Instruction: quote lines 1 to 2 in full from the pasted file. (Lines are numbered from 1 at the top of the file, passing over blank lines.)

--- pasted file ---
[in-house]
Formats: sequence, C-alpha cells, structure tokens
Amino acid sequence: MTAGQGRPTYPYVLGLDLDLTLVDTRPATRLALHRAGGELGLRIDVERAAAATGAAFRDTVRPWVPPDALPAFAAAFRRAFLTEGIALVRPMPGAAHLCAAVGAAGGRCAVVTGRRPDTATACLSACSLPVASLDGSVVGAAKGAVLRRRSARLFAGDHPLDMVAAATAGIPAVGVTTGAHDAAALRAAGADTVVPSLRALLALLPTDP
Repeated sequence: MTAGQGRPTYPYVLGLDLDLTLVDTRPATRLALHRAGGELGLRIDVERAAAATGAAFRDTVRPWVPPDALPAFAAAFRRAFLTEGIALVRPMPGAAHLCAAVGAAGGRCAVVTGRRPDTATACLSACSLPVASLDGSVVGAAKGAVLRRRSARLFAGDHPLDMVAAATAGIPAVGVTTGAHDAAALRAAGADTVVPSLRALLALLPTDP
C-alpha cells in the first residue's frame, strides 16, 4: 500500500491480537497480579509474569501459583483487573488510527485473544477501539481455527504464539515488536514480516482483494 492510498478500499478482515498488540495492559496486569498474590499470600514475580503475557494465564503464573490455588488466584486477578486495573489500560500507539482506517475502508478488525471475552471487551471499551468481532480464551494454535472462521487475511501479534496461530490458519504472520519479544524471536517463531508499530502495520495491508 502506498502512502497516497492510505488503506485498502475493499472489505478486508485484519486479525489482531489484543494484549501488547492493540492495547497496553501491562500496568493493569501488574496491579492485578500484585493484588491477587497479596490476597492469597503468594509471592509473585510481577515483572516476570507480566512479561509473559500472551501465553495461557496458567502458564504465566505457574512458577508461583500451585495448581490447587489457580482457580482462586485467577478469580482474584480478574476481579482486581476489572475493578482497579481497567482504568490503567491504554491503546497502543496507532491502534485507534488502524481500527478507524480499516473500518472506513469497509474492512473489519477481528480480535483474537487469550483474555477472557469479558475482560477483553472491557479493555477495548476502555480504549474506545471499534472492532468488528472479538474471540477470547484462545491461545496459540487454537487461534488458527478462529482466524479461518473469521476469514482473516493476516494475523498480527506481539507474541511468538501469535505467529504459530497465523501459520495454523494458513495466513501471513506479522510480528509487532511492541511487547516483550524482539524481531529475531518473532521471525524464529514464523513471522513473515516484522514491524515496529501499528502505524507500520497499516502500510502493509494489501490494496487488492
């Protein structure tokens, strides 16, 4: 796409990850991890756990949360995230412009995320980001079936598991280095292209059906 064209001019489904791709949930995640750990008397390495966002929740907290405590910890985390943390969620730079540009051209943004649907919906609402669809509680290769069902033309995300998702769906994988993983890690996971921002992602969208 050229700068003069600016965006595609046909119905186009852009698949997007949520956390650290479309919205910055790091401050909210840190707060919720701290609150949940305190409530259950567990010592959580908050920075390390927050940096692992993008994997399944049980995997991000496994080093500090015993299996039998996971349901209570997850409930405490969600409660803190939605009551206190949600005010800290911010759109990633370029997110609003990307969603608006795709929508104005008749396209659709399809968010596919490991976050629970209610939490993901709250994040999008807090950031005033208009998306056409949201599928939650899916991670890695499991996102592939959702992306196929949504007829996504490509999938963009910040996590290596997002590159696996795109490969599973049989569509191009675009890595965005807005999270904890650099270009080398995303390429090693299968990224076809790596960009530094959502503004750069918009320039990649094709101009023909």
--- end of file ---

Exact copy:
[in-house]
Formats: sequence, C-alpha cells, structure tokens